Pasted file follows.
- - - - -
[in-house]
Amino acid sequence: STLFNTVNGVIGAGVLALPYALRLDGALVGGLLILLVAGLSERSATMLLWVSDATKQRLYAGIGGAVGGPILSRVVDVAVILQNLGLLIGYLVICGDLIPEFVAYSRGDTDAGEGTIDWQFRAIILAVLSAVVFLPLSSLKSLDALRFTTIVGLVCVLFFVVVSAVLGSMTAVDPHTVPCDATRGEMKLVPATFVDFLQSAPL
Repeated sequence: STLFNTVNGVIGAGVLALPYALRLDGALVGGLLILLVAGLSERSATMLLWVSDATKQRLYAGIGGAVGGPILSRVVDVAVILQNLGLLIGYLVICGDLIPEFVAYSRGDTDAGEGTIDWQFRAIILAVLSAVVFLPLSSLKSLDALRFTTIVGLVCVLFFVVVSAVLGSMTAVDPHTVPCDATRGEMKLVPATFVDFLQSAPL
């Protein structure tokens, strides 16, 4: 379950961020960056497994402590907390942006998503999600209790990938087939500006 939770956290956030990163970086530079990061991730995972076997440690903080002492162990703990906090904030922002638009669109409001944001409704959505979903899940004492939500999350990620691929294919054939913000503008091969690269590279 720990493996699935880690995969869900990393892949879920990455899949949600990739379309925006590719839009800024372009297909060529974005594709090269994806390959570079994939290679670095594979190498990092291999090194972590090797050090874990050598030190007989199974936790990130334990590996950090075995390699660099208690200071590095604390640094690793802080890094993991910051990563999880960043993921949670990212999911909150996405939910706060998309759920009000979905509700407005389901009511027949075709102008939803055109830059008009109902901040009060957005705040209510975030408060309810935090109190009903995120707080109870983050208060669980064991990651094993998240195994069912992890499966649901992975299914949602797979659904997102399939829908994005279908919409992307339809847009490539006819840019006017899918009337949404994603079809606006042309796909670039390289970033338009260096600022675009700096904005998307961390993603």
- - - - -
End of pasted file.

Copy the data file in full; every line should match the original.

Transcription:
[in-house]
Amino acid sequence: STLFNTVNGVIGAGVLALPYALRLDGALVGGLLILLVAGLSERSATMLLWVSDATKQRLYAGIGGAVGGPILSRVVDVAVILQNLGLLIGYLVICGDLIPEFVAYSRGDTDAGEGTIDWQFRAIILAVLSAVVFLPLSSLKSLDALRFTTIVGLVCVLFFVVVSAVLGSMTAVDPHTVPCDATRGEMKLVPATFVDFLQSAPL
Repeated sequence: STLFNTVNGVIGAGVLALPYALRLDGALVGGLLILLVAGLSERSATMLLWVSDATKQRLYAGIGGAVGGPILSRVVDVAVILQNLGLLIGYLVICGDLIPEFVAYSRGDTDAGEGTIDWQFRAIILAVLSAVVFLPLSSLKSLDALRFTTIVGLVCVLFFVVVSAVLGSMTAVDPHTVPCDATRGEMKLVPATFVDFLQSAPL
């Protein structure tokens, strides 16, 4: 379950961020960056497994402590907390942006998503999600209790990938087939500006 939770956290956030990163970086530079990061991730995972076997440690903080002492162990703990906090904030922002638009669109409001944001409704959505979903899940004492939500999350990620691929294919054939913000503008091969690269590279 720990493996699935880690995969869900990393892949879920990455899949949600990739379309925006590719839009800024372009297909060529974005594709090269994806390959570079994939290679670095594979190498990092291999090194972590090797050090874990050598030190007989199974936790990130334990590996950090075995390699660099208690200071590095604390640094690793802080890094993991910051990563999880960043993921949670990212999911909150996405939910706060998309759920009000979905509700407005389901009511027949075709102008939803055109830059008009109902901040009060957005705040209510975030408060309810935090109190009903995120707080109870983050208060669980064991990651094993998240195994069912992890499966649901992975299914949602797979659904997102399939829908994005279908919409992307339809847009490539006819840019006017899918009337949404994603079809606006042309796909670039390289970033338009260096600022675009700096904005998307961390993603």